POSTTRAUMATIC STRESS DISORDER

DEFINITION


Posttraumatic stress disorder (PTSD) is a condition that affects people who have gone through a major traumatic (shocking) event. PTSD is characterized by repeated thoughts about the ordeal, a dulling of emotions, an increased tendency to become excited and aroused, and, sometimes, dramatic personality changes.

DESCRIPTION


At one time, a condition known as "shell shock" was common among men and women who had been through battle. The condition was also known as battle fatigue. These individuals experienced flashbacks of battle. Memories of the event could totally disrupt their lives. In some cases, they were affected so severely that they were unable to function in everyday life.

Today, we know that this condition is caused by a number of factors, including rape, robbery, a natural disaster, or a serious accident. People who are diagnosed with a serious disease often have the same symptoms. A better name for the condition, then, is posttraumatic stress disorder. That is, a person experiences severe feelings of anxiety following some major disruption in his or her life.

Posttraumatic Stress Disorder: Words to Know

Benzodiazepine:
A drug used to control the symptoms of anxiety.
Cognitive-behavioral therapy:
A form of counseling designed to help patients understand the basic nature of their disorder and to find ways of confronting and dealing with the disorder.
Flashback:
A sudden memory of an event that occurred months or years earlier.
Selective serotonin reuptake inhibitors (SSRIs):
A class of drugs used to reduce depression.

People of all ages can be affected by PTSD. Even children who experience sexual or physical abuse or who lose a parent to death may develop PTSD.

CAUSES


No one knows what causes PTSD. Two people may go through the same traumatic experience. But only one may experience PTSD. It may be that people differ in their genetic makeup. Or their personalities and upbringing may differ. Or they may experience the same event in two different ways.

SYMPTOMS


The appearance of symptoms varies widely among individuals. In some cases, symptoms appear a few months after the event. In other cases, it may be years before symptoms occur. Sometimes symptoms fade away after a short period of time. In other cases, they last for many years. Some veterans of the Vietnam War, for example, spent decades living alone in rural areas trying to deal with their memories of the horrors of that war.

Among the most troubling symptoms of PTSD are flashbacks. A flashback is a sudden memory of an event that occurred months or years earlier. Flashbacks may be triggered by certain sights, sounds, smells, or feelings. A flashback may cause a person to lose touch with the real world for a short time. The person goes back in his or her mind to the traumatic event and lives it over again.

DIAGNOSIS


Mental-health professionals use a number of standards to diagnose PTSD. These standards fall into three general categories: intrusive symptoms, avoidance symptoms, and arousal symptoms. Intrusive symptoms are experiences that interrupt and interfere with a person's normal life. They include:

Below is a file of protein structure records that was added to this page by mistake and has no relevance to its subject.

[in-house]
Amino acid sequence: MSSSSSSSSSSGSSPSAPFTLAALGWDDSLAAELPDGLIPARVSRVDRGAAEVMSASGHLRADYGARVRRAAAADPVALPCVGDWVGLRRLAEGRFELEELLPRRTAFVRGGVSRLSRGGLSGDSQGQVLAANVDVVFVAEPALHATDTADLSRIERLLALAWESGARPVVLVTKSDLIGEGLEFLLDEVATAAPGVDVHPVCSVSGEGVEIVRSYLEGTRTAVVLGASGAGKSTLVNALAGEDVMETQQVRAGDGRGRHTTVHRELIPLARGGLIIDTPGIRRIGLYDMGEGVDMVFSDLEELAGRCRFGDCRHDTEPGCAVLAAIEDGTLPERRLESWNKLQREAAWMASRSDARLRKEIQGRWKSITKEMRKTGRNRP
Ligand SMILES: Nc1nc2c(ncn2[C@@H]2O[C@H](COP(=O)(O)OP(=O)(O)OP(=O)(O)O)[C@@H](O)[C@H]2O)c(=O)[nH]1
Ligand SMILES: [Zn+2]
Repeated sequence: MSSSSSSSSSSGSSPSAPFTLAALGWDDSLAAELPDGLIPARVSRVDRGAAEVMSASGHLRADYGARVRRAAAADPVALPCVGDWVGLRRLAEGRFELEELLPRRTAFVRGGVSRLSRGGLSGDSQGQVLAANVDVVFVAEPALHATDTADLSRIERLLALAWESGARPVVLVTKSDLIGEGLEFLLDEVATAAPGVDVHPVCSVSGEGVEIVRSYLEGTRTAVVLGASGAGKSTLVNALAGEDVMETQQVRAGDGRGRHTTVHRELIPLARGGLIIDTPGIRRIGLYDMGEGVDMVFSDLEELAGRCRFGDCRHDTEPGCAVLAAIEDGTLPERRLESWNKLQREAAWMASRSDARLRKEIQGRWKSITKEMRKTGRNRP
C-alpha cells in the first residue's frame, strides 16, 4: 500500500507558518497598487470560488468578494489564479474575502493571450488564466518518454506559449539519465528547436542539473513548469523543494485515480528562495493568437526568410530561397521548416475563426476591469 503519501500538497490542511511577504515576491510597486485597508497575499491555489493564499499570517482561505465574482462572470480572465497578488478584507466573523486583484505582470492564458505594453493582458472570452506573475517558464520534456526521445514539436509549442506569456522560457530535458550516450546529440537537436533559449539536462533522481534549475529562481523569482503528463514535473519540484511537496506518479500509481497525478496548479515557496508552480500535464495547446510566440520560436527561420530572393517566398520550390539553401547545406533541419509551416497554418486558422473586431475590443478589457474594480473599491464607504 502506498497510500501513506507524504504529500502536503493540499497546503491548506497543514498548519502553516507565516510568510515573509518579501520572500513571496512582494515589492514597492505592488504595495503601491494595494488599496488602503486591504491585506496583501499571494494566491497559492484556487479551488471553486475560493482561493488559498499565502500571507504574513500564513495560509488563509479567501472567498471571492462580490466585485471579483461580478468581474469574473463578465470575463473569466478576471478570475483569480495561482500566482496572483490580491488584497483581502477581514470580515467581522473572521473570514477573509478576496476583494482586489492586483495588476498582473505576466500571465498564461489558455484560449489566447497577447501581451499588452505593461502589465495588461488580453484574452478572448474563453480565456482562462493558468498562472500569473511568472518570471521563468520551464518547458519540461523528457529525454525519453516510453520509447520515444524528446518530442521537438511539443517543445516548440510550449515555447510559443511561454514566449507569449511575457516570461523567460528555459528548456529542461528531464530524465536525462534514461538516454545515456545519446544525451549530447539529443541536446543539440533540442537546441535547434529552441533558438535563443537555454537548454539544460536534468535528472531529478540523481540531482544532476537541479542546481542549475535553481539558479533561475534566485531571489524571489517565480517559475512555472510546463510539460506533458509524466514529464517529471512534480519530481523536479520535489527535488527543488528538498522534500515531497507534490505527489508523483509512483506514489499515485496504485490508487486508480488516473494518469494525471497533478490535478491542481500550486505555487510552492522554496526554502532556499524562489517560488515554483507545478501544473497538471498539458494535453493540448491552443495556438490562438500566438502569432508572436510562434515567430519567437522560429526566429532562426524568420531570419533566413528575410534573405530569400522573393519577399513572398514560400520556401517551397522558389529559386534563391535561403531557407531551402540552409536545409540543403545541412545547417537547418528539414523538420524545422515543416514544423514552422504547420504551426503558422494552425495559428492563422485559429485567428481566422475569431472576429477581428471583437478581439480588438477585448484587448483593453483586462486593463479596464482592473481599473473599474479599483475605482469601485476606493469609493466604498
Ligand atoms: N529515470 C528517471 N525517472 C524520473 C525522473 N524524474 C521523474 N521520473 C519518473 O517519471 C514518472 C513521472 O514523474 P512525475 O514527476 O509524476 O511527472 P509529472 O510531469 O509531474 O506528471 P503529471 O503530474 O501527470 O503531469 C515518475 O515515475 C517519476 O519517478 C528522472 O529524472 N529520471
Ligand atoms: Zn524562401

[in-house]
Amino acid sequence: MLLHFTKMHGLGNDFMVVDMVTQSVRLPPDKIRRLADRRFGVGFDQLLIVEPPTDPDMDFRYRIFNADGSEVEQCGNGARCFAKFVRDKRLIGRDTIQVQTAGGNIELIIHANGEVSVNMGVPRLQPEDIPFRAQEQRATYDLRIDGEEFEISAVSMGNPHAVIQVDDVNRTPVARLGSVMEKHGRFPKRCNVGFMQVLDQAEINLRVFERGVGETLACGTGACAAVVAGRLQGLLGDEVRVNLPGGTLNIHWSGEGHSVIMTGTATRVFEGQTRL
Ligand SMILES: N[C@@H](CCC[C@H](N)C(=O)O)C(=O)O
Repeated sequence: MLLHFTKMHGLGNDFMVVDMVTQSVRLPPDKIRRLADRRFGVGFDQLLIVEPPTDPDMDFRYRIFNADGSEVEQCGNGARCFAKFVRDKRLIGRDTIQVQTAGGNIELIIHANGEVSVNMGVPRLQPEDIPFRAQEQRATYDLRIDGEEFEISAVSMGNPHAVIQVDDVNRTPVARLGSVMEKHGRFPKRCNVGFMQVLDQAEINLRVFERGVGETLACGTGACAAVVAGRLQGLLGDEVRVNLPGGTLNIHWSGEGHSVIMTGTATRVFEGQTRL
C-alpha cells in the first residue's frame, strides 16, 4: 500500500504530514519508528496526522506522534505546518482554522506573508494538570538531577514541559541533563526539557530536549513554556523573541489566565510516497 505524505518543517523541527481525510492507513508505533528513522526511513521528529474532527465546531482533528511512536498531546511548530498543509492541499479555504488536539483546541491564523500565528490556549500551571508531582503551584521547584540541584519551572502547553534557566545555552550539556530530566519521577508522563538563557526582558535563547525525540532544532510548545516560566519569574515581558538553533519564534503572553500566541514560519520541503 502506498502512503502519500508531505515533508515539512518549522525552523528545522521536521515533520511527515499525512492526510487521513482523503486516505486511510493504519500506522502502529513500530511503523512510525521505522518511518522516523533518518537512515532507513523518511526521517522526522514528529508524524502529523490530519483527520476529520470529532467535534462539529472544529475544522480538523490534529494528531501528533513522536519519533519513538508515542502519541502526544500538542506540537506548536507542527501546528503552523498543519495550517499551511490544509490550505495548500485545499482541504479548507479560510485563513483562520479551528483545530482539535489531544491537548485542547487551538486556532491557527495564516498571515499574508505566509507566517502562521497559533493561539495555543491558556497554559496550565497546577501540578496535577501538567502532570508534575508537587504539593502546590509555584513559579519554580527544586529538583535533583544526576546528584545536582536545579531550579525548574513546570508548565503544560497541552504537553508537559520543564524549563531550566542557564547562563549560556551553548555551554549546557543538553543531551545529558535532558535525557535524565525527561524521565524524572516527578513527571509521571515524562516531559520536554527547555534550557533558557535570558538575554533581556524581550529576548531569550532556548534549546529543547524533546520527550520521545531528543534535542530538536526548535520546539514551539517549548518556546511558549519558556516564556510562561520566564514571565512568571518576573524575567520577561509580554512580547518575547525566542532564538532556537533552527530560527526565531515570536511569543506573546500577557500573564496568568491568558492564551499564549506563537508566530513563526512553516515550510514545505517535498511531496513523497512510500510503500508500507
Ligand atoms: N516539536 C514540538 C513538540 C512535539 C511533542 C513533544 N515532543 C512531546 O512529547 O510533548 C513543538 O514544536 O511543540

• Flashbacks
  • Sleep disorders, such as nightmares
  • Intense distress when there is mention of the original event

Avoidance symptoms involve attempts by the patient to refrain from dealing with the original event. They include:

  • Trying to avoid thinking or feeling anything about the trauma
  • Inability to remember the event
  • Loss of ability to feel and express emotions
  • A sense that the past is approaching very quickly

Arousal symptoms are obvious changes in a person's mental state. They include:

  • Problems falling asleep
  • Sudden and extreme reactions to unexpected noises
  • Memory problems
  • Concentration problems
  • Moodiness
  • Violence

PTSD in children can also be diagnosed based on other symptoms. These include:

  • Learning disabilities
  • Memory or attention problems
  • Increased dependency on other people
  • Increased anxiety
  • Self-abuse

TREATMENT


Posttraumatic stress disorder is usually treated with a combination of medications and counseling. The medications are designed to reduce anxiety and to help patients overcome depression. The most common drugs used are the selective serotonin reuptake inhibitors (SSRIs) such as fluoxetine (pronounced floo-OC-suh-teen; trade name Prozac). Sleep problems may be treated with an antianxiety drug such as benzodiazepine (pronounced BEN-zoh-die-AZ-uh-peen). Drugs of this type have serious long-term side effects, however.

A common form of counseling is called cognitive-behavioral therapy. The purpose of cognitive-behavioral therapy is to help patients understand the basic nature of their disorder and to find ways of confronting and dealing with the disorder. Group therapy and family therapy can also be helpful. In group therapy, a number of individuals with similar problems meet and discuss common issues and ways of solving their problems. In family therapy, family members of the patient are helped to understand the nature of his or her disorder and to learn ways in which they can work together to support the patient.